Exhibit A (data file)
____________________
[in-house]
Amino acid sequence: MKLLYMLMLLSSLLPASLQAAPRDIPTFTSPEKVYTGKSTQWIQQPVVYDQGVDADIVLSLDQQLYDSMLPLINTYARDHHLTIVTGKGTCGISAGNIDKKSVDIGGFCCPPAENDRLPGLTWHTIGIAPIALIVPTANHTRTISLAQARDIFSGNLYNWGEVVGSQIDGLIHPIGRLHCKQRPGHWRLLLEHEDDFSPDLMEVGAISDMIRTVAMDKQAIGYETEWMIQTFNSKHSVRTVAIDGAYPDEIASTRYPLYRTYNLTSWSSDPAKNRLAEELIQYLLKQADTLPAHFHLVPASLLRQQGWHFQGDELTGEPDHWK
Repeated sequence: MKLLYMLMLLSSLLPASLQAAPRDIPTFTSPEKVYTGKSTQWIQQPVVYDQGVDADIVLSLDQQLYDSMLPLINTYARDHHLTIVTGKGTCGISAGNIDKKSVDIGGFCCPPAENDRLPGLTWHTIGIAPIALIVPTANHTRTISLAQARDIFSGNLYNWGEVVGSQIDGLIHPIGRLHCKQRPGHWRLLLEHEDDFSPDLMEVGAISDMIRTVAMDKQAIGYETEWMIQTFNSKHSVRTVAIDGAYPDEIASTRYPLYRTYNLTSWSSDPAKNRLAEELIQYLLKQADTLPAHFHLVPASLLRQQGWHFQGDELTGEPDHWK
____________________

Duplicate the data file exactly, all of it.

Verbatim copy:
[in-house]
Amino acid sequence: MKLLYMLMLLSSLLPASLQAAPRDIPTFTSPEKVYTGKSTQWIQQPVVYDQGVDADIVLSLDQQLYDSMLPLINTYARDHHLTIVTGKGTCGISAGNIDKKSVDIGGFCCPPAENDRLPGLTWHTIGIAPIALIVPTANHTRTISLAQARDIFSGNLYNWGEVVGSQIDGLIHPIGRLHCKQRPGHWRLLLEHEDDFSPDLMEVGAISDMIRTVAMDKQAIGYETEWMIQTFNSKHSVRTVAIDGAYPDEIASTRYPLYRTYNLTSWSSDPAKNRLAEELIQYLLKQADTLPAHFHLVPASLLRQQGWHFQGDELTGEPDHWK
Repeated sequence: MKLLYMLMLLSSLLPASLQAAPRDIPTFTSPEKVYTGKSTQWIQQPVVYDQGVDADIVLSLDQQLYDSMLPLINTYARDHHLTIVTGKGTCGISAGNIDKKSVDIGGFCCPPAENDRLPGLTWHTIGIAPIALIVPTANHTRTISLAQARDIFSGNLYNWGEVVGSQIDGLIHPIGRLHCKQRPGHWRLLLEHEDDFSPDLMEVGAISDMIRTVAMDKQAIGYETEWMIQTFNSKHSVRTVAIDGAYPDEIASTRYPLYRTYNLTSWSSDPAKNRLAEELIQYLLKQADTLPAHFHLVPASLLRQQGWHFQGDELTGEPDHWK